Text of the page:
Former president Jacob Zuma threw the zap sign at the ANC when he refused to respond to the governing party’s suspension letter because “he doesn’t have time to argue with political idiots”.
The party, through its secretary general, Fikile Mbalula, wrote a letter a fortnight ago to Zuma, who is campaigning for the newly formed uMkhonto Wesizwe (MK) Party, informing him that he was suspended from the ANC for insubordination, which was justified under “exceptional circumstances”.
In the letter, the ruling party did not give a deadline for Zuma to respond, but Sunday World learned that he was expected to respond within two weeks of the issuance of the letter. But Zuma has shown the party the middle finger and responded to the letter on sandy soil.
Two senior members of the MK Party told Sunday World this week that Zuma would not lose any sleep over the ANC’s national executive committee’s (NEC) decision to suspend him or respond to the missive.
“Zuma is an ANC member through and through, even if they can suspend him or cancel his membership. They can cancel his ANC membership and even suspend him from the party, but they will never take the ANC from him because his blood is green, black, and
yellow,” said one of the members, who asked not to be named because he isn’t the party spokesperson.
“Zuma has been saying the ANC must fix the mess they created, get rid of all the puppets and sell-outs in the organisation, and then they can consider
getting his vote. Zuma didn’t take the decision not to vote for the ANC lightly, but he consulted with many of his comrades before making the decision,”
Another MK Party member, who also asked not to be named as he isn’t allowed to speak to the press, said the ANC was jealous of Zuma’s popularity and the new party is making “serious inroads across the country”.
“They thought he was dead and buried, but they didn’t know that he was a seed. Ubaba isn’t going to respond to the ANC letter of suspension because he doesn’t have time to argue with political idiots.
He is busy building a new movement to take the ANC head-on in the elections.
“These guys are idiots with shallow political thinking; they will go all out just to destroy one person who chose to make political decisions and vote for a political party of his choice. They forget that the constitution of this country is bigger than theirs,” he said.
The member added that Zuma had been a member of the ANC and uMkhonto Wesizwe, which was the military wing of the party for years. In its letter of immediate suspension to Zuma, the ANC NEC accused him of violating at least seven clauses of the ANC constitution. These included a breach of the membership oath, bringing the party into disrepute, sowing racism and tribal chauvinism and sowing divisions.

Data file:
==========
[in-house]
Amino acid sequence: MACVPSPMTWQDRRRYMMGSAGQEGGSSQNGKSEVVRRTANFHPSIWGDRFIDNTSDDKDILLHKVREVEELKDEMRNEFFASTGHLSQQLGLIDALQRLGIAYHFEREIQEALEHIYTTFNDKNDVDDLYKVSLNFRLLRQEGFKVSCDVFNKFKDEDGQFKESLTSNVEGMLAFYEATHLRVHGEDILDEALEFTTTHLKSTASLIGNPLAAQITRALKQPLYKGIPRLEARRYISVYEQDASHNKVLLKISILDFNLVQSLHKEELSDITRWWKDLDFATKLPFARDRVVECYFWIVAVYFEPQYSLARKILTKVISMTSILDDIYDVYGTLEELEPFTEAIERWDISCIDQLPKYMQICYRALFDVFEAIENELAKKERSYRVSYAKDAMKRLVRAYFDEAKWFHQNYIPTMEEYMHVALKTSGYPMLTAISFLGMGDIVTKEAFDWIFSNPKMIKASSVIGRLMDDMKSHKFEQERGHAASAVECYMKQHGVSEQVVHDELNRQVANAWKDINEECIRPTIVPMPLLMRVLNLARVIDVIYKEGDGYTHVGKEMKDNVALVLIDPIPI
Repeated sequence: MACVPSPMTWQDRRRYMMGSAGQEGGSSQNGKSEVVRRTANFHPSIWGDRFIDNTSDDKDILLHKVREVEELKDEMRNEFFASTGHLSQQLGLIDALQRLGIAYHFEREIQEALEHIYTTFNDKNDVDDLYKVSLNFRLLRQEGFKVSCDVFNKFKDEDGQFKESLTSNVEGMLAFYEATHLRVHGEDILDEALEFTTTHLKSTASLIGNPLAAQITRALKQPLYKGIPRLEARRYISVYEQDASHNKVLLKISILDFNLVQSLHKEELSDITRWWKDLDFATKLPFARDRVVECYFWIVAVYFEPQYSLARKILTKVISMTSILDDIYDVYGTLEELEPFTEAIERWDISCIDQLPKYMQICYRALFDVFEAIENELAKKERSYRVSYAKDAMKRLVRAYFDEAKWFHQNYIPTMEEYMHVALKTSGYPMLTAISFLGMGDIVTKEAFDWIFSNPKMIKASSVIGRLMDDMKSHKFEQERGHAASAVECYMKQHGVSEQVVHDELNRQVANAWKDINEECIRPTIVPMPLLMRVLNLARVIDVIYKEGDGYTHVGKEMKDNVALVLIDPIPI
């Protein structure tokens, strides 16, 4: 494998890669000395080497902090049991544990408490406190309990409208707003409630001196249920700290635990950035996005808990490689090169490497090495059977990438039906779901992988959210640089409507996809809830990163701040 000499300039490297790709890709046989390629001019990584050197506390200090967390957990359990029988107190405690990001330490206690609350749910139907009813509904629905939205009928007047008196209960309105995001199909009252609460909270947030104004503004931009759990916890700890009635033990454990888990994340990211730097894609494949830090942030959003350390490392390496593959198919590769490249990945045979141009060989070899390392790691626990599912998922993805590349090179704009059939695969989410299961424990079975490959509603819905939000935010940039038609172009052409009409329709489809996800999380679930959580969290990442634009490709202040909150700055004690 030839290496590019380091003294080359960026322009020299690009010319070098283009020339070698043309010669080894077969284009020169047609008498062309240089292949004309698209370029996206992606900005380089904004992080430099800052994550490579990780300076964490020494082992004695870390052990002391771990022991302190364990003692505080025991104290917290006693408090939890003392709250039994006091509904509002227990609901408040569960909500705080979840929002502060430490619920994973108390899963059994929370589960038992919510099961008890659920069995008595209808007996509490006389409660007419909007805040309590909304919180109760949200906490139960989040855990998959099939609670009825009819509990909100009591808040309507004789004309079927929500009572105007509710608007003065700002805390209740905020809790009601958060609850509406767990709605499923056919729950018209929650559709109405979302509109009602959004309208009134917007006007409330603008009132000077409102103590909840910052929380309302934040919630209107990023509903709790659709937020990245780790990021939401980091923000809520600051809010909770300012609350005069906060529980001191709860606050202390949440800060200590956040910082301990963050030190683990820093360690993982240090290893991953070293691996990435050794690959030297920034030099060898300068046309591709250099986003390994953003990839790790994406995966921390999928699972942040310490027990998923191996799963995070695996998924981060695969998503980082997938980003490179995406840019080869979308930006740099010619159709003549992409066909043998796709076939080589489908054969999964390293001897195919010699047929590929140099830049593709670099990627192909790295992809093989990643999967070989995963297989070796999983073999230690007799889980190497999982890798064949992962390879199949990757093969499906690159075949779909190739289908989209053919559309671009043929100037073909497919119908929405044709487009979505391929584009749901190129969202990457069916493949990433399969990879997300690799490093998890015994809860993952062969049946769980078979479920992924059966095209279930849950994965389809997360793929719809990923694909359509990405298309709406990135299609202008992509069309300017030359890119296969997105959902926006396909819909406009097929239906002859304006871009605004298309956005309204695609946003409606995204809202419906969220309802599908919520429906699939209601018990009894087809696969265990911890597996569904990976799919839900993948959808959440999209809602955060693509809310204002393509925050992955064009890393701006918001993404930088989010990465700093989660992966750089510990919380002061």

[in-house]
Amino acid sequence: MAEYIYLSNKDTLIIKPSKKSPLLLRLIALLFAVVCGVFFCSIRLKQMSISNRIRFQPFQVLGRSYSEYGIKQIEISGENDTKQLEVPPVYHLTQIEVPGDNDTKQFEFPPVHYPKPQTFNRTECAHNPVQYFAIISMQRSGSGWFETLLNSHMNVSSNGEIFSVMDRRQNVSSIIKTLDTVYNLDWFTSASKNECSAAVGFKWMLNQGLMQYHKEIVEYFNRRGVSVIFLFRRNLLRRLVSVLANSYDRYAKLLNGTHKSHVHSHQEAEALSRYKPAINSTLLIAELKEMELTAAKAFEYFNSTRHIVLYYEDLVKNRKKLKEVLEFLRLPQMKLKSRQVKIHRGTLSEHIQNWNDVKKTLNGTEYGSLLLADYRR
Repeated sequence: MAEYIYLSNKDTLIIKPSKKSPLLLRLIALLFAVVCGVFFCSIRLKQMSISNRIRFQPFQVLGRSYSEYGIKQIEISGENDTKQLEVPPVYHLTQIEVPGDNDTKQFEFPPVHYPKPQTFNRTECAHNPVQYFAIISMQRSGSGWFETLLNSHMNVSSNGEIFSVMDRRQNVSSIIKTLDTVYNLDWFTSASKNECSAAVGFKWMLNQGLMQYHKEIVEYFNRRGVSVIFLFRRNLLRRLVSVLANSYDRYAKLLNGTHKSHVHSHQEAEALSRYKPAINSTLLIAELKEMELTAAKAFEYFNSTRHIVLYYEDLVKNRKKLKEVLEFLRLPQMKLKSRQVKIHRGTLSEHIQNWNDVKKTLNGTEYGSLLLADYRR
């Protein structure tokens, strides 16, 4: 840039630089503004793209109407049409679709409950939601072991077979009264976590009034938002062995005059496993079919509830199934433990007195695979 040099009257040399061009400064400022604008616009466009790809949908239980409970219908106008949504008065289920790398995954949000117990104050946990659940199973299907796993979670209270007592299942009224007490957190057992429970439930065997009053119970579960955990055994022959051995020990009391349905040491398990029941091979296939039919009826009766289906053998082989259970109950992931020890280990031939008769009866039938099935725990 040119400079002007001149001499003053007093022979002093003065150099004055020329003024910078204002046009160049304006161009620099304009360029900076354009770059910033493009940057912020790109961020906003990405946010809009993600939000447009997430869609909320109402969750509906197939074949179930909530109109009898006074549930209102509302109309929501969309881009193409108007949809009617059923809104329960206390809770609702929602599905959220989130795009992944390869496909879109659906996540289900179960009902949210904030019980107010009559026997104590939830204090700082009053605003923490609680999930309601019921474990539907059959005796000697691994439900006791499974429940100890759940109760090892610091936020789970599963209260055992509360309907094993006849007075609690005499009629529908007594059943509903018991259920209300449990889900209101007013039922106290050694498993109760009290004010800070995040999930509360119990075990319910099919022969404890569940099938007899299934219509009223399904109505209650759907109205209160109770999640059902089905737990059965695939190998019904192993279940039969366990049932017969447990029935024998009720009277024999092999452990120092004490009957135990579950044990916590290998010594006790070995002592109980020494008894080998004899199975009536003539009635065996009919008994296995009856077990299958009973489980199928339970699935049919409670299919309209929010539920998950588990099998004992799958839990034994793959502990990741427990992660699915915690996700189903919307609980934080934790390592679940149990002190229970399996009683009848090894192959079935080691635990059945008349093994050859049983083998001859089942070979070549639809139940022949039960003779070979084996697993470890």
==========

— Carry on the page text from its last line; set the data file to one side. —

In a press statement announcing their decision to suspend Zuma, the ANC said Msholozi is “actively impugning the integrity of the ANC and campaigning to dislodge the ANC from power while claiming that he has not terminated his membership”.
The party added that “Zuma and others whose conduct conflicts with our values and principles will find themselves outside the ANC”.
Announcing his decision not to vote for the ANC in this year’s elections, Zuma told the gathering at the new party’s launch in December that when he joined the ANC back in the day, he signed on a piece of paper and took an oath when he joined MK.
“I have served as a volunteer for the ANC, I have been a member of the ANC youth league, and I have also been trusted to hold a number of positions throughout my 64 years of membership.
“I have also served in the military wing of the ANC, Umkhonto WeSizwe, where my commanders assigned me a number of tasks that I saw through. I have always put the ANC before any other personal interests in pursuit of the greater goal of liberation. I was loyal to the organisation then, and I remain a loyal servant of the ANC,” Zuma said.
He added that he felt it was necessary to undertake a process “to rescue the ANC from the wrong hands and bring it back to the people”.
He accused the current ANC leadership, especially its president, Cyril Ramaphosa, of “behaving in an un-ANC manner”.
ANC spokesperson Mahlengi Bhengu-Motsiri said Zuma had more or less 14 days to respond from the day the suspension took effect on January 29, suggesting that at the latest, Zuma should have responded by today.
“Zuma is the property of the national disciplinary committee. There is no polarised view. There is agreement that he has acted contrary to the ANC constitution,” Bhengu-Motsiri said.
Asked about the possibility of Zuma’s expulsion, she said only the disciplinary committee would decide his fate.